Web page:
Sleuthing for Local History

What’s happening? If you’ve ever read or heard any local history story, chances are you’ve been left wondering more about something — maybe a detail you think would be great to have fleshed out and related. The Grand Rapids Public Library’s annual winter program, History Detectives, is the place to come learn about such details!

Where and when? Our 10th Annual History Detectives program will take place at the Main Library’s Ryerson Auditorium on Saturday, January 28, 2017. This all-day event runs from 9:30 a.m. — 3:45 p.m., is free to the public, and requires no tickets nor registrations. Space is limited, and our past programs have been so popular, that an overflow area with a simulcast experience will once again be provided on site. Attendees can stay all day, or may pick and choose which sessions they’d like to join. Each session lasts 45 minutes, and a lunch break will take place from 12:15 p.m. — 1:00 p.m. See end of post for lunch and parking information.

What and who? See session descriptions below for session speakers, details and times.

9:30 — 10:15 a.m.
Present, But Not Counted: Dutch Immigrant Midwives in Grand Rapids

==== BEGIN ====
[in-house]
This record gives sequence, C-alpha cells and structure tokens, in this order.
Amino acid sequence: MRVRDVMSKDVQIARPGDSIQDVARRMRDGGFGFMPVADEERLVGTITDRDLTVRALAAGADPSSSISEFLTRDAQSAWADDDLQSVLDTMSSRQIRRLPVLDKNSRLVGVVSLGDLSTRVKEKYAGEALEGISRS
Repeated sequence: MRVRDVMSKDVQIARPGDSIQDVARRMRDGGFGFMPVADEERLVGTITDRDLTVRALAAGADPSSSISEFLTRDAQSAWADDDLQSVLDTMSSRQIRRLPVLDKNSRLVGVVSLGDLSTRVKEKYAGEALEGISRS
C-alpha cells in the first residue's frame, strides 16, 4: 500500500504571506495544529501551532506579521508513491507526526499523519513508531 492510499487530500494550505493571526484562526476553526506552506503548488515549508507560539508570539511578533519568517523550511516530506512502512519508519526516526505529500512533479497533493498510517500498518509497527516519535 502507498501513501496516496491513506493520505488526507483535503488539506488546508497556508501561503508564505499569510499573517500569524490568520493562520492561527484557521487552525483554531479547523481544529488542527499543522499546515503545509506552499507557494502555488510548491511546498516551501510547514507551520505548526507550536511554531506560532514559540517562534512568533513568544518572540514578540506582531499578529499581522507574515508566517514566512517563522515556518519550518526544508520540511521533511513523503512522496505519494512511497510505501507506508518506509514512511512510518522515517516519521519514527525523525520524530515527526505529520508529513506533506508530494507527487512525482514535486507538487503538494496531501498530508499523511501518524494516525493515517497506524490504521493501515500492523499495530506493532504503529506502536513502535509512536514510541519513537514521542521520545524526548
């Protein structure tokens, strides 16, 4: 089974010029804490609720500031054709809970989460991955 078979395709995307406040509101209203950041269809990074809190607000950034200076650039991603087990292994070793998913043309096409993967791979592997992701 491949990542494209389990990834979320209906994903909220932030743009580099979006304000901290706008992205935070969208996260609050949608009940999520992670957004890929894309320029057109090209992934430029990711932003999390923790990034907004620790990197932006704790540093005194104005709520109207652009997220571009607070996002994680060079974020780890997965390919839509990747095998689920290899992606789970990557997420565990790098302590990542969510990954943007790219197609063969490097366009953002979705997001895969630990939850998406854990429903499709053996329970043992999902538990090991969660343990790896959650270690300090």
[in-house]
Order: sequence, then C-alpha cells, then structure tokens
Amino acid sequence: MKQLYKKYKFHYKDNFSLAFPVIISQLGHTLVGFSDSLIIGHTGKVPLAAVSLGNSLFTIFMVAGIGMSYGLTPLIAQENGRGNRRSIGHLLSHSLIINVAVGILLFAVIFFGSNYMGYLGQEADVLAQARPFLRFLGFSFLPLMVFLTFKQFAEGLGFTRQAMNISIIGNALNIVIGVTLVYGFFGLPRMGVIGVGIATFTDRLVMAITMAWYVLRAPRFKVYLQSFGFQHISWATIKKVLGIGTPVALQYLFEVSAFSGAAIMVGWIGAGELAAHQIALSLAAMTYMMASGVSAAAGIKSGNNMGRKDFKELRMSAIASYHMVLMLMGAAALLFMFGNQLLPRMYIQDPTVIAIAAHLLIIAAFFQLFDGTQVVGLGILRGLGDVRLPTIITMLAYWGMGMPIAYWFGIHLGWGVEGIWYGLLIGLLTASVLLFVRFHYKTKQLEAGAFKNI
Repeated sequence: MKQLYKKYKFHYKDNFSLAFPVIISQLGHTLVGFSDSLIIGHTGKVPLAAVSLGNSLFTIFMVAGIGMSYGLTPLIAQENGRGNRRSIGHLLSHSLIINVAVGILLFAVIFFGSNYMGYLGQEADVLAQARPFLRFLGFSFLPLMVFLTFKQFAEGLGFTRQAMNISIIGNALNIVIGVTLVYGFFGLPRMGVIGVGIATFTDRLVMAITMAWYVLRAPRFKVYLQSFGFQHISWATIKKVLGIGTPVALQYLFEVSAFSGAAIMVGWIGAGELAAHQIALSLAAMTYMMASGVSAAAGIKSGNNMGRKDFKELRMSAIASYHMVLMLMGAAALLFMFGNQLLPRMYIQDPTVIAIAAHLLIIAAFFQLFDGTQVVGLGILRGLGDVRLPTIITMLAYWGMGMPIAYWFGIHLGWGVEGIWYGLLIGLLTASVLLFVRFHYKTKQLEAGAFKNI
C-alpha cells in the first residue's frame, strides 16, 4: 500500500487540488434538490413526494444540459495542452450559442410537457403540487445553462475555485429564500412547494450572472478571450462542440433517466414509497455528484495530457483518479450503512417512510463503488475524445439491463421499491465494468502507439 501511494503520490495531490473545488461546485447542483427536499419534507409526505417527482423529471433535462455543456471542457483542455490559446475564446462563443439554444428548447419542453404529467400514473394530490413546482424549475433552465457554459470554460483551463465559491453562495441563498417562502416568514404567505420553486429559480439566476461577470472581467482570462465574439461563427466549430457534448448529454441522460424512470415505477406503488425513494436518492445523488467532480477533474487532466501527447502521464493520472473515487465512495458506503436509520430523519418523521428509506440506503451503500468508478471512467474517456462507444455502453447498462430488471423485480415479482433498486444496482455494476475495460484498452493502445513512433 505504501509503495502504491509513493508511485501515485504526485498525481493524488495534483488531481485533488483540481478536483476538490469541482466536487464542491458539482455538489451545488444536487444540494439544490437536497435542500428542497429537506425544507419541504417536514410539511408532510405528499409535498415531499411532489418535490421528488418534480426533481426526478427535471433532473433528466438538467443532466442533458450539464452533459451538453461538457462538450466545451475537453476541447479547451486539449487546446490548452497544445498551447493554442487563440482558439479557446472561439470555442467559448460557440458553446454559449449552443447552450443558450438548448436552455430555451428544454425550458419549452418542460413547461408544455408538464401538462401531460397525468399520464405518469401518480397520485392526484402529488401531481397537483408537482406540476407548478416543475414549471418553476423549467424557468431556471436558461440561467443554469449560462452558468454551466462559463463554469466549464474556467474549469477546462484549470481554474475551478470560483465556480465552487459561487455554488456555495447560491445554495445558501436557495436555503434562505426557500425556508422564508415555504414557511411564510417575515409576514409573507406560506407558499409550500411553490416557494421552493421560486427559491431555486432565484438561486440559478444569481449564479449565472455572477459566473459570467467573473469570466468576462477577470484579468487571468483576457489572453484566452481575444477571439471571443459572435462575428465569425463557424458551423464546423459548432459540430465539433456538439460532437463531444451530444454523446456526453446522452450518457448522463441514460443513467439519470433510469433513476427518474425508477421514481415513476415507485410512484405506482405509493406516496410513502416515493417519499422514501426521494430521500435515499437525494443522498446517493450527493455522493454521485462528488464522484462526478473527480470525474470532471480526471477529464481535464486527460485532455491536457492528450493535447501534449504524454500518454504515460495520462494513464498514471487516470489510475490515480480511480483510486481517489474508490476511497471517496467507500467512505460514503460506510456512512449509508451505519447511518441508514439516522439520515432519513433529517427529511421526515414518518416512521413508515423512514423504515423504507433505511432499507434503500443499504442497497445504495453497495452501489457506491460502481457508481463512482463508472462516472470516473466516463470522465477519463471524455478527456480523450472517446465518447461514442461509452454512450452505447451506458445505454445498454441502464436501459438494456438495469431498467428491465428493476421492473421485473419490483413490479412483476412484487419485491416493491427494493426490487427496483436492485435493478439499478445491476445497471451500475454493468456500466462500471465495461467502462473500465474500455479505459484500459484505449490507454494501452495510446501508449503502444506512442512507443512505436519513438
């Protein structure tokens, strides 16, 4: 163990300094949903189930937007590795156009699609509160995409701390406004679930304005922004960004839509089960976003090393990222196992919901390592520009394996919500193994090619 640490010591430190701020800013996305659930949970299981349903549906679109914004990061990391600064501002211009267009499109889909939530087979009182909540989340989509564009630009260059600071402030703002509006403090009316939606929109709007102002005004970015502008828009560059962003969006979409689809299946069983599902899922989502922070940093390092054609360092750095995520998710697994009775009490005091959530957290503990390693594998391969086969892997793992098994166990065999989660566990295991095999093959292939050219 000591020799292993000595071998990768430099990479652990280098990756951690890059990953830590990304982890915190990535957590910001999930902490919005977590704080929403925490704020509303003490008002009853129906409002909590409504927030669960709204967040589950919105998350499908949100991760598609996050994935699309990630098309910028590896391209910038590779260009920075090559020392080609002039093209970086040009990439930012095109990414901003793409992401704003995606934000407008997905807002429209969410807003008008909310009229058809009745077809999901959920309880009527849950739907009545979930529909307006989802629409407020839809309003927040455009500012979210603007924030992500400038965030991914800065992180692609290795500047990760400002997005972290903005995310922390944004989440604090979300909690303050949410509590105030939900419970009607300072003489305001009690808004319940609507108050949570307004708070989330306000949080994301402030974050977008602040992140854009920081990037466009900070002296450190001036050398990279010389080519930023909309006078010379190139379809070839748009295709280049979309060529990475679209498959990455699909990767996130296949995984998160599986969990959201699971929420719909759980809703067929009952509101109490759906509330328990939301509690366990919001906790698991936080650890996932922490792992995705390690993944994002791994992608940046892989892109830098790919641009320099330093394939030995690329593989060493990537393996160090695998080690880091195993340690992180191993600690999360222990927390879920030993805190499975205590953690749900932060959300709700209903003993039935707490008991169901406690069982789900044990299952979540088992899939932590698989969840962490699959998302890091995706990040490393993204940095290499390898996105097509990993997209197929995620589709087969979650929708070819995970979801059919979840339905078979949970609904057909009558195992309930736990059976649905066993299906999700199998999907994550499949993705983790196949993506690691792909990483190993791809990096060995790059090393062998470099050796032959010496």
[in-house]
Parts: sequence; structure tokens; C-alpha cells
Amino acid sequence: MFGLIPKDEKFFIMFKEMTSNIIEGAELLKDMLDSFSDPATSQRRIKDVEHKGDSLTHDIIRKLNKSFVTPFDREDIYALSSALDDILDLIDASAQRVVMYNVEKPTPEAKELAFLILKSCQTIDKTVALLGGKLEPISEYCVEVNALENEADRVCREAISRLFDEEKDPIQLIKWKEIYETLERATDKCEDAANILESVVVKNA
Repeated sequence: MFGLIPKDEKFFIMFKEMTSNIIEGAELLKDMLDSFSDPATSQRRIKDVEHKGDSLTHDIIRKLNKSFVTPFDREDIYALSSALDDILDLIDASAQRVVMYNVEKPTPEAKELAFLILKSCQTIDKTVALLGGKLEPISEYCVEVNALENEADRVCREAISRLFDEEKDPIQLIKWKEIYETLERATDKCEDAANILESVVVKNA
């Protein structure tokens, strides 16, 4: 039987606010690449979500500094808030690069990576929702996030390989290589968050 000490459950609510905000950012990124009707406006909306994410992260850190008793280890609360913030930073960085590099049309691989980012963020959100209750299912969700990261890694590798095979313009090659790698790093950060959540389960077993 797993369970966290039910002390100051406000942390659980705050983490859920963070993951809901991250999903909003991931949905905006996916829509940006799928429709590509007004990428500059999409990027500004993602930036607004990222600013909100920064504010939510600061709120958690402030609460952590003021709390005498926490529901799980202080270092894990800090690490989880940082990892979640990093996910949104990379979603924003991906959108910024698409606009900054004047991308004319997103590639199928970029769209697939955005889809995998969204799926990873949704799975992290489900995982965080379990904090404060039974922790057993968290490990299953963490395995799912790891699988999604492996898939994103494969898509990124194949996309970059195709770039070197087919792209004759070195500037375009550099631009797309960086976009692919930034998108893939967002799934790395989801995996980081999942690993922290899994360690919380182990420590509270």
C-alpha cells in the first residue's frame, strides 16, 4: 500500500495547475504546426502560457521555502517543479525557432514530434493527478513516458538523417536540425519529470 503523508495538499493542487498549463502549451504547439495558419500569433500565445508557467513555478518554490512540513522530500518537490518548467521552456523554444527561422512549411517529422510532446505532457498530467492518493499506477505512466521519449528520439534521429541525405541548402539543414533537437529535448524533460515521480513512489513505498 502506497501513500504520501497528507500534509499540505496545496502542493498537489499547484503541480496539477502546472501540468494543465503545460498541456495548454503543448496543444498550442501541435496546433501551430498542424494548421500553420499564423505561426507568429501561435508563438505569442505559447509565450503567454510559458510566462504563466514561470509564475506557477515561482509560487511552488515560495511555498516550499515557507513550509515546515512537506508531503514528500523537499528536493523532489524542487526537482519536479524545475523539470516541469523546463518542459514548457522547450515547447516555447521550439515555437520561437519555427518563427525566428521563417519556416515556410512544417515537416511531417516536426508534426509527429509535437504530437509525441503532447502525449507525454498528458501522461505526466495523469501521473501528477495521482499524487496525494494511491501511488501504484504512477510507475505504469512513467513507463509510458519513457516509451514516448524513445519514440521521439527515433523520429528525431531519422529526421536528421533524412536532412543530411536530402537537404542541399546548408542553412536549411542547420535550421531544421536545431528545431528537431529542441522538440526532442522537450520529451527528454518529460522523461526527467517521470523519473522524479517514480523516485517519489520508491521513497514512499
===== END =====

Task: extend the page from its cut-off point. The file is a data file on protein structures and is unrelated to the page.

Janet Sjaarda Sheeres; Sponsor: Greater Grand Rapids Women’s History Council

Though sSheeres - midwife3tories of male physicians are adequately represented in medical histories, accounts of female midwives have been woefully neglected. And what histories of early American immigrants ever ask, “Who delivered the babies?” Adding to her body of work on invisible Dutch women, Janet Sjaarda Sheeres has uncovered ten midwives working in late-nineteenth- and early-twentieth-century Grand Rapids, and thirty more in other Dutch colonies. She will address why these women chose to work delivering babies; who their clients were; what hardships they faced; and why they are not in our histories. Sheeres’ findings also shed light on midwives serving other ethnic communities and why they have been sidelined in early historical records.


10:30 — 11:15 a.m.
Selling Grand Rapids: Expositions in the Furniture City, 1878-1965
Scott St. LouisSt Louis - Furniture City Flag; Sponsor: Grand Rapids Historical Society
Grand Rapids’ late-nineteenth-century business leaders were ambitious and optimistic: striving for the greatest profit from available resources, they rationalized production workflows, integrating the latest technologies into their factories. They also took advantage of the railroad network connecting Grand Rapids to an emerging consumer economy, reaching new levels of prosperity through and industry on the verge of unprecedented growth: domestic furniture production. Local leaders established semi-annual furniture expositions and collaborated to make Grand Rapids’ name synonymous with excellent household furniture on an international scale. With the help of a supportive community, leaders also resolved to prevent similar efforts in other cities from eclipsing their own. Their success transformed the physical and economic landscape of Grand Rapids.

11:30 a.m. –12:15 p.m.
Making Waves: Michigan’s Boat Building Industry, 1865-2000
Scott M. Peters; Sponsor: Grand Rapids Historical Commission